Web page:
Researchers from the University of Minho, Portugal, studied current perspectives on the extraction of cellulose polymer fibers from ancient textiles. Appearing in the journal Polymersthe paper provided a brief overview of current research in this area.
Study: Extraction of cellulose-based polymers from textile waste. Image Credit: TinyPhoto/Shutterstock.com
Extraction of cellulose-based fibers
Research on the extraction and exploration of cellulose-based polymers has rapidly become a key area of interest in materials science and the textile industry in recent years. Traditionally, wood has been considered the primary source of this important material due to its natural abundance. Bleached kraft wood pulp is one of the most exploited forms in many industries.
However, despite the inherent durability of cellulose-based polymer fibers, over the past decade attention has turned to waste exploitation, particularly from the agricultural and textile industries. Recovering cellulosic materials from these valuable waste streams has the benefits of cost efficiency and waste reduction, aligning the production of many commercially useful materials with the concept of the circular economy.
Waste is a major concern in modern industry due to environmental contamination and depletion of natural resources. Many agricultural and textile wastes are typically disposed of by landfill or incinerated to produce biomass and energy. While recovering energy and biomass from waste has the potential to improve sustainability, valuable resources that could be used to make other products are lost in the process.
As the demand for cotton-based materials and products has increased, pre-consumer and post-consumer waste has also increased. With these products, there is significant potential for resource recovery, as finished cotton products contain up to 99% cellulose, with many impurities already removed during the manufacturing process.
The special issue of the journal Polymers highlighted ten articles that detail advances and developments in the field of cellulose polymer fiber recovery from waste. The document received funding from the Portuguese Foundation for Science and Technology.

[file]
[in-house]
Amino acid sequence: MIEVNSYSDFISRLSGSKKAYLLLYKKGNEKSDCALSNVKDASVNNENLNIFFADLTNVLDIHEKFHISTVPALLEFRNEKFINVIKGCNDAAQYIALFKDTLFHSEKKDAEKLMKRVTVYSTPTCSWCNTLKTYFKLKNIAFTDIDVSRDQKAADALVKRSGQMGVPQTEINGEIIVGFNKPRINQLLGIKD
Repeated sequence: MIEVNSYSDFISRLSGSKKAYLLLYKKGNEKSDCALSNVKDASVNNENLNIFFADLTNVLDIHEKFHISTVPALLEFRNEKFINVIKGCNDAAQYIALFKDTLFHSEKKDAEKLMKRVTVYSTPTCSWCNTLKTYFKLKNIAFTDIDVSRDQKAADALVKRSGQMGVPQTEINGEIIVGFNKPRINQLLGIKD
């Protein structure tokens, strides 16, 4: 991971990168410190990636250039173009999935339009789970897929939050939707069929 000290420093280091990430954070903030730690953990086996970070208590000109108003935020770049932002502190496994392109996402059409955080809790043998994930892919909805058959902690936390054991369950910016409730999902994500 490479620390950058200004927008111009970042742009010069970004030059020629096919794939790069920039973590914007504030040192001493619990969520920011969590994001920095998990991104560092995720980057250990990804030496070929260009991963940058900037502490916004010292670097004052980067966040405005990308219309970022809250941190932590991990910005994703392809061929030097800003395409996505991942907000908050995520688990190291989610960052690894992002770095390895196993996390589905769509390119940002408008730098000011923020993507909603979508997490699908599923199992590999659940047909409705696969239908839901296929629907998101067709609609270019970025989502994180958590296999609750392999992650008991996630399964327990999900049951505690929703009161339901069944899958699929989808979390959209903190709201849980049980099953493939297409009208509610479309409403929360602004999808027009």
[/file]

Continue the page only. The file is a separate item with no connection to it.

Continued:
A critical overview of the exploitation of cotton waste fibers
A recent critical review was conducted by Rizal et al. on fibers and the treatment of cotton waste. The review provided important insights into how methods of recovering and processing cotton waste fibers can mitigate the environmental impact of textile processing and other industries that use cotton materials and fibers. cellulosic.
The paper explored new work undertaken to evaluate these materials for functional products, highlighting several applications and exploring different pre-processing techniques.
Assessment of environmental and economic benefits
A recent study by Neto et al. evaluated the economic and environmental benefits of mechanical grinding to recover cellulose fibers in a textile company. They identified aspects that will benefit the circularity of adoption processes. Despite the limitations of the technology, the report highlighted the benefits of manual recycling for this purpose.
Use of different waste
Different wastes have been studied in recent research. A study demonstrated that using a new silver nanoparticle-modified extraction process to recover cellulosic fibers from citrus sinensis, the extracted materials were effective in removing chromium and cadmium from pharmaceutical effluents.
Rizal et al. demonstrated the use of a high pressure homogenization process to combine cellulose fibers extracted from cotton waste with supercritical carbon dioxide. This improves the properties of polylactic acid/chitin and is a green approach to improving yields of cellulose nanofibers from textile waste using supercritical carbon dioxide from carpet waste. This is the subject of recent research. The method produces valuable, high-quality isolates by removing impurities from the waste.
Applications of cellulosic materials extracted from waste
The article highlighted some of the commercial applications of recovered cellulosic polymer fibers. Regenerated fibers obtained from waste papers have been used in flexible SERS substrates. Modified with gold nanoparticles using spinning methods, the substrate has been successfully used to identify contaminants in aqueous solutions such as dimetridazole.
Another study reinforced recycled newspaper fibers with high-density polyethylene. The water resistance and good tensile properties of this material make it advantageous for outdoor applications. Banknote waste has been explored for use as biofuels such as biogas and bioethanol. Ink removal and material processing make them suitable for biorefinery feedstock.
Green synthetic methods have been explored to develop cellulose hydrogels for drug delivery purposes. The study by Al-Rajabi et al. exploited oil palm waste. This novel heat-sensitive hydrogel could aid in the development of cheap and durable drug delivery systems for the biomedical industry.
The new position paper provided a very brief overview of some of the recent developments and perspectives in this emerging area of materials science research. The recovery of cellulose-based polymer materials from agricultural and textile waste will improve the circularity and economic viability of several industries in the future.
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Felgueiras, HP Padrão, J. & Antunes, JC (2022) Extraction of cellulose-based polymers from textile waste Polymers 14(10) 2063 [online] mdpi.com. Available at: https://www.mdpi.com/2073-4360/14/10/2063